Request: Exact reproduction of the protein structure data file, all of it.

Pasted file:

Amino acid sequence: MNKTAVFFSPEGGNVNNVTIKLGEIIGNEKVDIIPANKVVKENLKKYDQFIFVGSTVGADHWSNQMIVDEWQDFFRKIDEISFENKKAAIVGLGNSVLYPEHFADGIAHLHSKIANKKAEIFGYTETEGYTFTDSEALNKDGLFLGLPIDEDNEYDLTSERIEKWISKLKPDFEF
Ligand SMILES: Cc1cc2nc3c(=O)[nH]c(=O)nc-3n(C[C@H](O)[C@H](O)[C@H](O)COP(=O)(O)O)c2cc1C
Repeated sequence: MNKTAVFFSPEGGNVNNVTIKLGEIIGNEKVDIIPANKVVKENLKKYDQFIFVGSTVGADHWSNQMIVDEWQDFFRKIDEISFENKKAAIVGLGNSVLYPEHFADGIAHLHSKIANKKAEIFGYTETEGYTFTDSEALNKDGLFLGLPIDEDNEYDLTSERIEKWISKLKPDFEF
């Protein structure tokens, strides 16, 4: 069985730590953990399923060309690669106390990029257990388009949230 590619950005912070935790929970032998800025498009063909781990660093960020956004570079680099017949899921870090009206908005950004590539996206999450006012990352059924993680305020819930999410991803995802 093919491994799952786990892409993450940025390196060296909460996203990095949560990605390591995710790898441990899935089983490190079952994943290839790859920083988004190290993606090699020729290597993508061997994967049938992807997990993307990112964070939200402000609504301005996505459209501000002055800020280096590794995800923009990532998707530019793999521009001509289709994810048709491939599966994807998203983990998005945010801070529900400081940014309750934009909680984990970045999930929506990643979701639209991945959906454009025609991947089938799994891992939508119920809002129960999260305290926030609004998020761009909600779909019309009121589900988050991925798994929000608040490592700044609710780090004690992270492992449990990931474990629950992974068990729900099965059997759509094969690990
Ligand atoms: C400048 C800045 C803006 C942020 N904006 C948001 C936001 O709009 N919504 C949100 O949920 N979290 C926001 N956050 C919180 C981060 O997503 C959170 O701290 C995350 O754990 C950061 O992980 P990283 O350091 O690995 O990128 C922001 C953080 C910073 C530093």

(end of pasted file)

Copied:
Amino acid sequence: MNKTAVFFSPEGGNVNNVTIKLGEIIGNEKVDIIPANKVVKENLKKYDQFIFVGSTVGADHWSNQMIVDEWQDFFRKIDEISFENKKAAIVGLGNSVLYPEHFADGIAHLHSKIANKKAEIFGYTETEGYTFTDSEALNKDGLFLGLPIDEDNEYDLTSERIEKWISKLKPDFEF
Ligand SMILES: Cc1cc2nc3c(=O)[nH]c(=O)nc-3n(C[C@H](O)[C@H](O)[C@H](O)COP(=O)(O)O)c2cc1C
Repeated sequence: MNKTAVFFSPEGGNVNNVTIKLGEIIGNEKVDIIPANKVVKENLKKYDQFIFVGSTVGADHWSNQMIVDEWQDFFRKIDEISFENKKAAIVGLGNSVLYPEHFADGIAHLHSKIANKKAEIFGYTETEGYTFTDSEALNKDGLFLGLPIDEDNEYDLTSERIEKWISKLKPDFEF
């Protein structure tokens, strides 16, 4: 069985730590953990399923060309690669106390990029257990388009949230 590619950005912070935790929970032998800025498009063909781990660093960020956004570079680099017949899921870090009206908005950004590539996206999450006012990352059924993680305020819930999410991803995802 093919491994799952786990892409993450940025390196060296909460996203990095949560990605390591995710790898441990899935089983490190079952994943290839790859920083988004190290993606090699020729290597993508061997994967049938992807997990993307990112964070939200402000609504301005996505459209501000002055800020280096590794995800923009990532998707530019793999521009001509289709994810048709491939599966994807998203983990998005945010801070529900400081940014309750934009909680984990970045999930929506990643979701639209991945959906454009025609991947089938799994891992939508119920809002129960999260305290926030609004998020761009909600779909019309009121589900988050991925798994929000608040490592700044609710780090004690992270492992449990990931474990629950992974068990729900099965059997759509094969690990
Ligand atoms: C400048 C800045 C803006 C942020 N904006 C948001 C936001 O709009 N919504 C949100 O949920 N979290 C926001 N956050 C919180 C981060 O997503 C959170 O701290 C995350 O754990 C950061 O992980 P990283 O350091 O690995 O990128 C922001 C953080 C910073 C530093």